Building the TotalBoat Sport Dory: Shaping a Skeg – Episode 33

Today we find Lou in his Open Door Boat Shop, shaping a piece of quarter sawn white oak into the skeg for the TotalBoat Sport Dory. Using a table saw, a router, a hand plane, and some sandpaper, Lou – as you would expect him to – expertly fits and shapes the oak and then attaches it to the Dory using Boat Life Life-Calk polysulfide sealant.  Step into Lou’s boat shop and take part in the final stages of building the TotalBoat Dory.  With only a few steps remaining, Lou is nearing completion with this build and the excitement is mounting as we prepare to see the boat afloat and being rowed by the master shipwright himself.

8 responses to “Building the TotalBoat Sport Dory: Shaping a Skeg – Episode 33

  1. Dear Lou,

    I really enjoy watching your, Total Boat Show, and have learned a great deal about boat building. I know you put your boats up for sale at boat shows when completed and then go on to the next build.

    I thought you might consider putting up a future boat build ( when the public is told of the coming build ) for bid with a reserve amount to cover your cost. That way people who can not attend the show can bid on the boat.

    Thank you,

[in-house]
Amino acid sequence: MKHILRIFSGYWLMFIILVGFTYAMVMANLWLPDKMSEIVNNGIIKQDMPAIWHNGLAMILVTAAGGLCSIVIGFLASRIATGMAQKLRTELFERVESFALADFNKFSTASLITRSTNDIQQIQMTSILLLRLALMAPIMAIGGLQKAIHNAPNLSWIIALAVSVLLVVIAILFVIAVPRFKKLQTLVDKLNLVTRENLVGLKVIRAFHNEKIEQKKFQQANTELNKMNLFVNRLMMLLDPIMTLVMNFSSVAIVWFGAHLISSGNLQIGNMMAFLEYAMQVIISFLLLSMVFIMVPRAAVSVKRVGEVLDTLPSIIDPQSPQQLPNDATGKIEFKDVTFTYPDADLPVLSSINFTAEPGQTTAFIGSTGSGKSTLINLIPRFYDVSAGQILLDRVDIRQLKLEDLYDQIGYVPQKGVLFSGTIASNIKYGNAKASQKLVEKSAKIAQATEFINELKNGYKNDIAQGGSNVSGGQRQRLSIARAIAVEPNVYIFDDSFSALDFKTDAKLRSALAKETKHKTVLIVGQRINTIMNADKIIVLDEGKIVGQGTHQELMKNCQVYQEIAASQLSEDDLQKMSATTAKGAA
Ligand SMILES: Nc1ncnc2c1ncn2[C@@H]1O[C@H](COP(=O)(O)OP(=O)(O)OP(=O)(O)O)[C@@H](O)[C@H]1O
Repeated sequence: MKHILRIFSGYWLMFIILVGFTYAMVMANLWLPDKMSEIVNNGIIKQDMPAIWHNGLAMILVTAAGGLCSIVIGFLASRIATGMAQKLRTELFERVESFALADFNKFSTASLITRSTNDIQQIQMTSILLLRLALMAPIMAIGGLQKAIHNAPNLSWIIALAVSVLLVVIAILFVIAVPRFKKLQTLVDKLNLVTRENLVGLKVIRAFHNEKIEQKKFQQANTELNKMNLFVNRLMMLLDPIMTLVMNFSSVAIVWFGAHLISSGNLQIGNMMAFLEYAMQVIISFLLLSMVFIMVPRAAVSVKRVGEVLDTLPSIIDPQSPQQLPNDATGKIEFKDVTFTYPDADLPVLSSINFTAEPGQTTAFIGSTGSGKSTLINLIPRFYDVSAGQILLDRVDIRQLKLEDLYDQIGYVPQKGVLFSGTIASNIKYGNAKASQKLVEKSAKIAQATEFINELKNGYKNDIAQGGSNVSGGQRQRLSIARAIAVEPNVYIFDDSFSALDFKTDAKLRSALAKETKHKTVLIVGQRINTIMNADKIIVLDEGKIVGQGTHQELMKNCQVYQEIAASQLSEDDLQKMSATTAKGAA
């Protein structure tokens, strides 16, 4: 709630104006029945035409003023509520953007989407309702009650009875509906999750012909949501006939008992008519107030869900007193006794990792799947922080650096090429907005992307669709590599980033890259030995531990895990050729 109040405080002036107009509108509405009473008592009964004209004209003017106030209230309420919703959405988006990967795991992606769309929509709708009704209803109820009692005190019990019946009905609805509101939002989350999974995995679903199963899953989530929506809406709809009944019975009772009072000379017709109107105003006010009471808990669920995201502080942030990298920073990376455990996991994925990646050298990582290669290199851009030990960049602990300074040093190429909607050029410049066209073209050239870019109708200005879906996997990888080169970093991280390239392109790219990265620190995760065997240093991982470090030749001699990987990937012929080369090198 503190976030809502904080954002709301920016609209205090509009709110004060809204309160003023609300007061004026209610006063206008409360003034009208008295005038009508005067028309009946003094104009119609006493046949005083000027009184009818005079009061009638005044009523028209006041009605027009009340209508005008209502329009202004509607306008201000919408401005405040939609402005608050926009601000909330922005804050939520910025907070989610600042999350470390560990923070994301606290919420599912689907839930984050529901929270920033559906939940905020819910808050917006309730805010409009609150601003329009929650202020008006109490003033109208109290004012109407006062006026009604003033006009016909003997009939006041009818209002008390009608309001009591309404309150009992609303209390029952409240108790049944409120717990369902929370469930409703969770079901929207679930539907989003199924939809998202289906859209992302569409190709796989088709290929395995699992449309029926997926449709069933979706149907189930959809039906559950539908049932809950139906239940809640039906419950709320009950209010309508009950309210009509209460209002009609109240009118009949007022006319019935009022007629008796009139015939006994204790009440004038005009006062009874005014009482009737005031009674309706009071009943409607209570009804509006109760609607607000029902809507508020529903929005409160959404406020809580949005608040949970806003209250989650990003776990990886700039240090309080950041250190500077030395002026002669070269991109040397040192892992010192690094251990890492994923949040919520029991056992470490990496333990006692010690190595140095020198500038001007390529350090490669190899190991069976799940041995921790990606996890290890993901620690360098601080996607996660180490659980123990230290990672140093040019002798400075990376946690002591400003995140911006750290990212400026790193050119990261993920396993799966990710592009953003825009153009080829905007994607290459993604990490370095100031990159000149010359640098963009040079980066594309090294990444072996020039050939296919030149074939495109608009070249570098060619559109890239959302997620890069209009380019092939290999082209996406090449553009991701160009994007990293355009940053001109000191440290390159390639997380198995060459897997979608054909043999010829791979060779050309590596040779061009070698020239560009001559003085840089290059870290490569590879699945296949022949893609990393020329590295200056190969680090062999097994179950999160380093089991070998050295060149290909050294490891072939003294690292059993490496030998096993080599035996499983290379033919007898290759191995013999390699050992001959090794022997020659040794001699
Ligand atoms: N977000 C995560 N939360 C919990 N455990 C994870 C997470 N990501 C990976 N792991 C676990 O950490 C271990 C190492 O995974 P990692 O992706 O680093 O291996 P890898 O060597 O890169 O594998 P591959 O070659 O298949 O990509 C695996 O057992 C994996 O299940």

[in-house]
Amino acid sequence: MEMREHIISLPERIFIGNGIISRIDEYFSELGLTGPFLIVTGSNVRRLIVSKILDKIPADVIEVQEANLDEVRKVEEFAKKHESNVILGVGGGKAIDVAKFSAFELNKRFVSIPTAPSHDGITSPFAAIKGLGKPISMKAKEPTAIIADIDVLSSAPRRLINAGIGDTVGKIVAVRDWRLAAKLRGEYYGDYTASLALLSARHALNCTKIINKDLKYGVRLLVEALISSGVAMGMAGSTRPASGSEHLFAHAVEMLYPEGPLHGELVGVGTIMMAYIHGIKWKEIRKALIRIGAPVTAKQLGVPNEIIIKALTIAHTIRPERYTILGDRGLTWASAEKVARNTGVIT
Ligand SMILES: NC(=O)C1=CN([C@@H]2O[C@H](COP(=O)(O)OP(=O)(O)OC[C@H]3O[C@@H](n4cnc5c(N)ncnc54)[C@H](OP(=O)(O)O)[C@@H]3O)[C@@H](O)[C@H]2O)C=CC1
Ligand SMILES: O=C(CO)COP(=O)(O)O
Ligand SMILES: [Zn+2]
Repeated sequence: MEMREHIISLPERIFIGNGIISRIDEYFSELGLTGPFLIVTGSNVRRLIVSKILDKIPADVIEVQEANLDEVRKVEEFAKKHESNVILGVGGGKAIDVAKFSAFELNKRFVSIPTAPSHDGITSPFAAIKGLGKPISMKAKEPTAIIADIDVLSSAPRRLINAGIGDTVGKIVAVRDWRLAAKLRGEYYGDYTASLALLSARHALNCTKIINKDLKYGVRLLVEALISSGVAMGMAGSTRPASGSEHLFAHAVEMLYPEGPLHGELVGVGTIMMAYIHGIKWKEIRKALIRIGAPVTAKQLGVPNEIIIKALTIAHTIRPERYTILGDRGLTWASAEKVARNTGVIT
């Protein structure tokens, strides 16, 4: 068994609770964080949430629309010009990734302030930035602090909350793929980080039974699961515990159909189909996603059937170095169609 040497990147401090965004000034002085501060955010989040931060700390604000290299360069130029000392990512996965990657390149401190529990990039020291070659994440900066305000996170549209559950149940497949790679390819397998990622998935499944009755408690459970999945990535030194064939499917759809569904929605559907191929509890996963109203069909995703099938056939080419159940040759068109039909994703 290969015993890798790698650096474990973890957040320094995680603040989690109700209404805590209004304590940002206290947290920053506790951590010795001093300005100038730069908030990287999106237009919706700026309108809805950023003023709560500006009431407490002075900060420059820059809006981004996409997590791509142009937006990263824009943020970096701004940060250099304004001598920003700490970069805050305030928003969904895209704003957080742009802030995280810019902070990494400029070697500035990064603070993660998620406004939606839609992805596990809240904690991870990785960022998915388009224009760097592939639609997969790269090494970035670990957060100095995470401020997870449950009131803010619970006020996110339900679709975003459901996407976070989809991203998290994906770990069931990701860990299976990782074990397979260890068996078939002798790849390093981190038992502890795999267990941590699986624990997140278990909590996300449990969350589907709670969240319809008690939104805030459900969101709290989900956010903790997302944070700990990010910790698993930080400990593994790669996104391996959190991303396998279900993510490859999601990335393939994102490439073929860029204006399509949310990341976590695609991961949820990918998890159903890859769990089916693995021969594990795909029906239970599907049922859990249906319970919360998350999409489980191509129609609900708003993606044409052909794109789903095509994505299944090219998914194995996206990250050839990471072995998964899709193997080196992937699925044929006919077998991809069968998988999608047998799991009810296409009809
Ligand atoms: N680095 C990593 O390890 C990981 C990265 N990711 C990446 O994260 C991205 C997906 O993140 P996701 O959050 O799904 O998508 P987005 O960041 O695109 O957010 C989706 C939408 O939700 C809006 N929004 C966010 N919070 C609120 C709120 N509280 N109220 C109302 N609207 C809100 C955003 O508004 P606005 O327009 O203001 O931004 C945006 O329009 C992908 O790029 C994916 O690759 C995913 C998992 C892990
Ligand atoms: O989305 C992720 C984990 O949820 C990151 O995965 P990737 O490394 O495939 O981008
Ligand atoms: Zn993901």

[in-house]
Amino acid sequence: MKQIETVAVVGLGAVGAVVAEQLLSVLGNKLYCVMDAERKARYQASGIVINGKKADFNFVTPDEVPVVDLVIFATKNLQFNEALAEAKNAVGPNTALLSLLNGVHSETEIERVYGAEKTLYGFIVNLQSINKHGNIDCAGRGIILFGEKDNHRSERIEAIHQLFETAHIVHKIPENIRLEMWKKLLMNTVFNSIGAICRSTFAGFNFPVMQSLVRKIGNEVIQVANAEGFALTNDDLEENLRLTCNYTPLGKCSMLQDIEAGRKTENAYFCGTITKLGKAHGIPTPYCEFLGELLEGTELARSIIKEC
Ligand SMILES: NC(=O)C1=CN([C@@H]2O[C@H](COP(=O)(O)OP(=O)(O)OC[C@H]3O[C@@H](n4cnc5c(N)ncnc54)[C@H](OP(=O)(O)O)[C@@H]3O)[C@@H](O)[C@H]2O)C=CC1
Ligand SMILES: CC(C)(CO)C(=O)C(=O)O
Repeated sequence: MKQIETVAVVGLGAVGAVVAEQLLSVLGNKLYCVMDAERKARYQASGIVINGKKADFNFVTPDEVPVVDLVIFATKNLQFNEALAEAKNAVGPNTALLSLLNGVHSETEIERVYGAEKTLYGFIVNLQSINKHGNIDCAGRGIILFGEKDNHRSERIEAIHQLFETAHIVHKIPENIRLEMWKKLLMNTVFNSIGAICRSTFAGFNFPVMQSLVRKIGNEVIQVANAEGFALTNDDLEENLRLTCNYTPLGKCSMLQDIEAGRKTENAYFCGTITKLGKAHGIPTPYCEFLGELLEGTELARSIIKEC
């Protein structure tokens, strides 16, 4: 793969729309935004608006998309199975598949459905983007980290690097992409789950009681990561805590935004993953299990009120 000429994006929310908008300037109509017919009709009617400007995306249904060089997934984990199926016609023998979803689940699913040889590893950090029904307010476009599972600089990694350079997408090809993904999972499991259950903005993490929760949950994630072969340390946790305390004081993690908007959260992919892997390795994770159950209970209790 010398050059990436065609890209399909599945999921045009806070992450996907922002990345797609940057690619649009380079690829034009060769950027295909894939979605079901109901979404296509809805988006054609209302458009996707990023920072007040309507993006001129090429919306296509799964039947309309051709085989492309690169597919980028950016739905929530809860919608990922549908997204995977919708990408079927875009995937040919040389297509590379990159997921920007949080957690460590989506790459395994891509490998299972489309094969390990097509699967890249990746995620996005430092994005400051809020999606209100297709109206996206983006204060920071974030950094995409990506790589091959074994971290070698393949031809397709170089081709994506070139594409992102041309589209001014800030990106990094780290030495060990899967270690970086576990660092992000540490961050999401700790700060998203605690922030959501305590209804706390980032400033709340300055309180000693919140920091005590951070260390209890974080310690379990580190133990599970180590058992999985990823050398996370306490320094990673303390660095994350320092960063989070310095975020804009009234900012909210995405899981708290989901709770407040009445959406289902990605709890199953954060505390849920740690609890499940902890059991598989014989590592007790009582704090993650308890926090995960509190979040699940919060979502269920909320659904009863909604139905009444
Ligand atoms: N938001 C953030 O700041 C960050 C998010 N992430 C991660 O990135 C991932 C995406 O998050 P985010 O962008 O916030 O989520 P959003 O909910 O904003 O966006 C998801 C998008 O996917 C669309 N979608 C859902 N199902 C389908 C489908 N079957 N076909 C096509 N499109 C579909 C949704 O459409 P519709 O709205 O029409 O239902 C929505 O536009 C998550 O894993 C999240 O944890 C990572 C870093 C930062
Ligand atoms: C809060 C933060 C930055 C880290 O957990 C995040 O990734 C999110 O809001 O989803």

2. Moving right along with the build.
    I haven’t missed an episode since the beginning
    Also the ones on the skiff.
    I will follow the sale on eBay. I’m sure it will do very well.
    Mr. S ———- Is a true craftsman. Not only with boats but anything
    that comes from a tree.

    Thanks much, John

  3. as old timey cabnet maker turn’d to boat building I constantly learn from lou he is a little long winded but on target no shaper lou come over to the dark side again I look forward to lou Alan

  4. Didn’t know anyone still did this kind of work. Very informative and enjoyable to watch. I’d love to stop by the shop once in a while and just hang out. (-:

  5. Lou,
    As always, a tour de force lesson in milling boat components. Thank you.

    I have to admit that I held my breath when you used the lead weight to hold the skeg in place while sketching the bottom line. A little too much energy with the pencil and the weight falls resulting in an ugly ding in the hull. Use another method, perhaps a tie-down, to maintain the skeg’s position.

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